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My Family Enriches Your Work? Exploring the Mechanisms of Supervisor-Subordinate Positive Crossover

In response to changes in the workforce and society at-large, HRM practices have sought to help employees effectively balance responsibilities central to two key domains comprising an individual’s identity: work and family.  Efforts from both research and practice have yielded a rich body of literature providing insight into how family life impacts work, how work impacts family life, and how organizations might assist employees in balancing the inherent tension between the two.  

While conflict may exist between work and family responsibilities, each domain may support and strengthen one another. This latter perspective is referred to as enrichment, or the extent to which experiences in one domain (i.e., home) positively impact the other (i.e., work). Existing studies on work-family enrichment have focused on positive spillover, the transfer of well-being from one life domain to another (i.e., work to family) and positive crossover, the transfer of well-being from one individual to another (i.e., leader to follower).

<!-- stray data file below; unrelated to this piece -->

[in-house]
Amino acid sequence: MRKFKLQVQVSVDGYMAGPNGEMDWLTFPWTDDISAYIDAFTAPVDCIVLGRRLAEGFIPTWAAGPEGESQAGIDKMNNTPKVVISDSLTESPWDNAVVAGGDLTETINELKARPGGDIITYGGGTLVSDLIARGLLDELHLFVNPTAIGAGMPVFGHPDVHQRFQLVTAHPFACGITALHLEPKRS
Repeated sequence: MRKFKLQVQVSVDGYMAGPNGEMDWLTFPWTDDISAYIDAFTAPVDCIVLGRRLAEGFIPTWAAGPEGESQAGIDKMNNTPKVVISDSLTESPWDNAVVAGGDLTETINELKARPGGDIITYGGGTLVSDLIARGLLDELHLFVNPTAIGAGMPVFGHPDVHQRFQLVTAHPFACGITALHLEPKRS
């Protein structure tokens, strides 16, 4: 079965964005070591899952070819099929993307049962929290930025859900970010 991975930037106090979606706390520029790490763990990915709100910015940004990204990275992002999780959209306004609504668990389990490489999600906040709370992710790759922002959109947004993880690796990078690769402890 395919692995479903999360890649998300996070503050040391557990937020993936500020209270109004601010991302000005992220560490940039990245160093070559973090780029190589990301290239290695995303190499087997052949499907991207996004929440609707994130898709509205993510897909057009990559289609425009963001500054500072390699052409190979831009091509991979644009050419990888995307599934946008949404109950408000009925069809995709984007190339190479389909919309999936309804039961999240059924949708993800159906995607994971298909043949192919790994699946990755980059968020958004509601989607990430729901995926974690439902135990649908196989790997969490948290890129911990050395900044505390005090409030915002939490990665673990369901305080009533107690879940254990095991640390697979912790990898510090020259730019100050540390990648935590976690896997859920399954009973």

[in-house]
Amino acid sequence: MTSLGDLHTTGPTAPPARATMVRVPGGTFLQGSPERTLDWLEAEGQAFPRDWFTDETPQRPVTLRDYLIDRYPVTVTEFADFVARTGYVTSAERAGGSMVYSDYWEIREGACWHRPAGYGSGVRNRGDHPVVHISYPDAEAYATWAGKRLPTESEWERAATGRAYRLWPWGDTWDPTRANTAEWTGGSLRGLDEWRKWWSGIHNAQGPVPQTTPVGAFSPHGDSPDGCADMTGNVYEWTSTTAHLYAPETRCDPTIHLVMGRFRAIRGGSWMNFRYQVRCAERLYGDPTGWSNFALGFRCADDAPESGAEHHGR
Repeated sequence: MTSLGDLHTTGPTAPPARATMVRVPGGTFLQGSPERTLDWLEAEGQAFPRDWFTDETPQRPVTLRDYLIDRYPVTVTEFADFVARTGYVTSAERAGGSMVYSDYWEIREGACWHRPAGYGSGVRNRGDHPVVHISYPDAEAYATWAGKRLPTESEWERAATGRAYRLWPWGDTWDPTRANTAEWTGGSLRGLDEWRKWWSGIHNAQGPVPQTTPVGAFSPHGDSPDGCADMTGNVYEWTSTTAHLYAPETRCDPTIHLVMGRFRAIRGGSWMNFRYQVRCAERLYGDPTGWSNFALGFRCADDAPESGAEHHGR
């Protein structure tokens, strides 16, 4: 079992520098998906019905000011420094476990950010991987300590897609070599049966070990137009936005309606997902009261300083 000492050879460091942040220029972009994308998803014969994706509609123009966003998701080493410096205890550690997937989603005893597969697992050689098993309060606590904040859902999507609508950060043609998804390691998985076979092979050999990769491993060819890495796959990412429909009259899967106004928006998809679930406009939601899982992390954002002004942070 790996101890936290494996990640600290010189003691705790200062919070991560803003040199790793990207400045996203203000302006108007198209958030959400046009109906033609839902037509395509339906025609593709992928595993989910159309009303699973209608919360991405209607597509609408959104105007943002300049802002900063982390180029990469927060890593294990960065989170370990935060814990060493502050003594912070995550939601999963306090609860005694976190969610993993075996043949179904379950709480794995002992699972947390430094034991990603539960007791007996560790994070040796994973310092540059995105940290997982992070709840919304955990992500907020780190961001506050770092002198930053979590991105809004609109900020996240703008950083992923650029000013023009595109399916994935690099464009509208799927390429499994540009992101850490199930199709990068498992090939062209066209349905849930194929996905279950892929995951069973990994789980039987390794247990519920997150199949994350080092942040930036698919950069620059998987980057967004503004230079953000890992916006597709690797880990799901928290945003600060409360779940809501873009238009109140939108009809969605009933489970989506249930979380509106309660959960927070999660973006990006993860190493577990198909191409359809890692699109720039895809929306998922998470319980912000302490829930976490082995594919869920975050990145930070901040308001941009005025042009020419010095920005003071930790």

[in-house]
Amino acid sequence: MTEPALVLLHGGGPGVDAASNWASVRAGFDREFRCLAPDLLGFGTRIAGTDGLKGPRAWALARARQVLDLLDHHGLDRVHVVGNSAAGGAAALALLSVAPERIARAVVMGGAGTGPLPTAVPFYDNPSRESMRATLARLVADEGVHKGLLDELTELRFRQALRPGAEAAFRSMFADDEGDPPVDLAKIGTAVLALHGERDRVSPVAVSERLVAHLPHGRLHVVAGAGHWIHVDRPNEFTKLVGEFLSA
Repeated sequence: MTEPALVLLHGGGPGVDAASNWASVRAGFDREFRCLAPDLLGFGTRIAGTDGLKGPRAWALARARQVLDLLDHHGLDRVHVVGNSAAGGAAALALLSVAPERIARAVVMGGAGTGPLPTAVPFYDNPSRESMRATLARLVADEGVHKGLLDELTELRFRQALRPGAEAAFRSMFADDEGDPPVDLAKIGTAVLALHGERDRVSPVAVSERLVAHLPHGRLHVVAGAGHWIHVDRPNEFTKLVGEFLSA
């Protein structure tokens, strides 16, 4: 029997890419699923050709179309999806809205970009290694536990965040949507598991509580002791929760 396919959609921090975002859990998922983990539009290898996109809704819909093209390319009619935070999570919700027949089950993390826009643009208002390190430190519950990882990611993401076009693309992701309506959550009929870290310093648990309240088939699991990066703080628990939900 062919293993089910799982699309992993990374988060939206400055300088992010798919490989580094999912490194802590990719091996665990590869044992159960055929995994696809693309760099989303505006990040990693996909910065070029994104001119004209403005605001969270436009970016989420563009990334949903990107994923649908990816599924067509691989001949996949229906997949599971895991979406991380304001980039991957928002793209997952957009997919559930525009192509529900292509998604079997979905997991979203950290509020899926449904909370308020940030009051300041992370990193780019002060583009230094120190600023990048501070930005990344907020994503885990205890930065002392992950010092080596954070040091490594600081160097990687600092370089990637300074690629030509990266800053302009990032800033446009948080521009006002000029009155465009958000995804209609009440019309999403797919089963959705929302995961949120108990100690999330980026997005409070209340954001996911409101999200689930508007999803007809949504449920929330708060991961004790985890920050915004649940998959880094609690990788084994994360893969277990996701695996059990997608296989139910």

Positive crossover and spillover offer important implications for research and practice on work-family enrichment: how can organizational leaders help employees manage the work-family interface so that balance may be achieved between work responsibilities and family responsibilities?  Management researchers know little about the mechanisms necessary to facilitate positive crossover between leaders and their subordinates. In order to guide organizational practice and future research, two overarching research questions guide this study:   

Preliminary findings suggest: 

  • Leader work-family balance is positively related to their subordinate’s work-family balance.  When leaders are able to balance work and family responsibilities, subordinates in turn are more likely to do the same.
  • Leader family supportive behaviors and communication are positively related to subordinate’s work-family balance.  Our findings suggest leaders should share with subordinates personal examples regarding how they achieve balance.  In addition, leaders should take an active role in helping subordinates juggle work and family responsibilities.